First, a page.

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Now, we have no savings and nothing in our 401Ks, a potential lawsuit with our previous medical insurance provider, a tax bill from 2008 due to withdrawals from our retirement, and still my husband does not have any job prospects in his field.

Between our house flooding in January 2009, my medical disability, which we won benefits for last April, and health care costs, which come to around $4,000 a month, times have definitely been tough.

My husband has worked for the Census. He has kept books for small businesses. He has made jewelry. He takes care of children. He tutors. He is now a substitute bus driver for our local school district. We are fed, clothed and sheltered, with little room for extra. Only my daughter and I are covered medically due to my disability and the state's coverage for children. We get by with one vehicle; the other was repossessed. We hocked my wedding ring to cover the electric bill. We can't afford to fix the propane fireplace or the electric stovetop.

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We are working harder now for much, much less, and barely making ends meet. Grants help us pay for some of our utilities and my counseling needs; state programs and the local food bank help with food. We make use of every avenue we can to ensure our needs are met: trades for my daughter's activities, low-cost spay and neuter for the cats through volunteer work, and anything else we find that we qualify for. Juggling all of this is much harder than earning a regular paycheck.

But, somehow, we are more than "making do."

We are happy. Happier than we have ever been, even when it looked like we were going to retire as millionaires. I'm not saying that the two are intertwined, but for us, this financial pitfall has forced us to buckle down, work together, and get creative.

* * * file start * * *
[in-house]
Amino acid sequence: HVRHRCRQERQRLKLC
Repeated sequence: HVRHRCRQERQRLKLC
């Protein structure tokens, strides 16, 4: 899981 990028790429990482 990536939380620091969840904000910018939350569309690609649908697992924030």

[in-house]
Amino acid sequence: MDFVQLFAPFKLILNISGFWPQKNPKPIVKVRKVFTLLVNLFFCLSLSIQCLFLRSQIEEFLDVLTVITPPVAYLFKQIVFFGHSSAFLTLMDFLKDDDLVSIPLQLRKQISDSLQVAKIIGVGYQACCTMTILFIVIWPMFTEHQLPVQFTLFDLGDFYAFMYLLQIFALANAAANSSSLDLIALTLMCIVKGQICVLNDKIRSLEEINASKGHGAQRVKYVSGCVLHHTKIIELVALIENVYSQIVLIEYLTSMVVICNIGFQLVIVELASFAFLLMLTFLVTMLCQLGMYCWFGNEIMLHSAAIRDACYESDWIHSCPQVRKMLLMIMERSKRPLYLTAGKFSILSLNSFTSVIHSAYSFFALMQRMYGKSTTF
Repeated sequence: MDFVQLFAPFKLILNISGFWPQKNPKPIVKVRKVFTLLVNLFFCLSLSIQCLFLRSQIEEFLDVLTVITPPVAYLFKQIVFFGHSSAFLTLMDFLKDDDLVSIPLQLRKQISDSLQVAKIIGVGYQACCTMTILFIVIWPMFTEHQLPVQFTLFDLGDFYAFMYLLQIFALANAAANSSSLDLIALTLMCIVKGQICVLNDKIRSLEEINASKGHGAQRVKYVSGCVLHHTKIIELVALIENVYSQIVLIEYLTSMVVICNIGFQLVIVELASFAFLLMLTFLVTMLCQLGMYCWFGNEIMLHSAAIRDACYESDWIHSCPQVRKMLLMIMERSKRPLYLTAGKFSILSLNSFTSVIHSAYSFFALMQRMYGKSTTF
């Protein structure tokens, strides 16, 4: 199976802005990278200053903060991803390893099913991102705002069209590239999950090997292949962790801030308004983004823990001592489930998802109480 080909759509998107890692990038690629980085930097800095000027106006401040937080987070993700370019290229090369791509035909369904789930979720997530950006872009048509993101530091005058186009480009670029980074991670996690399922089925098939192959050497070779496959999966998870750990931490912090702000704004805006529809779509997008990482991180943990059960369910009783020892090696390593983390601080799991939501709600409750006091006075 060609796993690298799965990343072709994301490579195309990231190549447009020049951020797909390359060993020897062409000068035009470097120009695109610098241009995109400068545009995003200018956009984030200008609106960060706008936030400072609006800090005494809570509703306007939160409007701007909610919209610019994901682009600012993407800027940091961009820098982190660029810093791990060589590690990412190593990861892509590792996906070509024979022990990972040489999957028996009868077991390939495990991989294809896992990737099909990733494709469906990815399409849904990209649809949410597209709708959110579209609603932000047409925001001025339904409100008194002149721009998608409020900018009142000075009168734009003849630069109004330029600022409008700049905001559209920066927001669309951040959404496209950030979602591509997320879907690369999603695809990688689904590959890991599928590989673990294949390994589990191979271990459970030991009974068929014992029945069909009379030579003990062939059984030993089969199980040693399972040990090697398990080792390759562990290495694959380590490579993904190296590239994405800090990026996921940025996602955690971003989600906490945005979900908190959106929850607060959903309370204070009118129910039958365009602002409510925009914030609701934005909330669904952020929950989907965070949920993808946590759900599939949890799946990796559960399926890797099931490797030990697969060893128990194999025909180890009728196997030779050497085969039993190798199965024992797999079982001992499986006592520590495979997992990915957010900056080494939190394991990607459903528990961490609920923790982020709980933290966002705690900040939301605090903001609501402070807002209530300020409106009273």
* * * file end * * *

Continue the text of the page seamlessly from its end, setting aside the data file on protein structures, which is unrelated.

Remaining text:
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When something can't be paid, we go without until it can. We were given a gift certificate for a meal out, and I tell you, that steak tasted better than any other I've had in my life. The value of what we purchase is rated by a new metric: what we truly need and will enrich our lives. That's a lesson I don't think we would have learned bumping through life with little thought about the cost of milk or gas. And the issues that lay behind those costs -- like our dependence on oil and the importance of up-cycling resources to manage our waste -- would have remained distant.

If we ever achieve a financially viable position in the future, we will have much more compassion and understanding for those who also fall into poverty. When you look at our financial position from a global perspective, our hardships seem petty compared to the hunger of an aching belly or no access to medical aide or, worse still, civil wars and genocide.

Losing our financial hold has ultimately made us stronger, more insightful, adept at navigating bureaucratic systems (Social Security/Disability, DSHS, FEMA, etc.) and has ensured that we bless every windfall and dollar earned with ferocious grace. We are not alone. We are lucky, and we will never forget it.


Michelle Sparking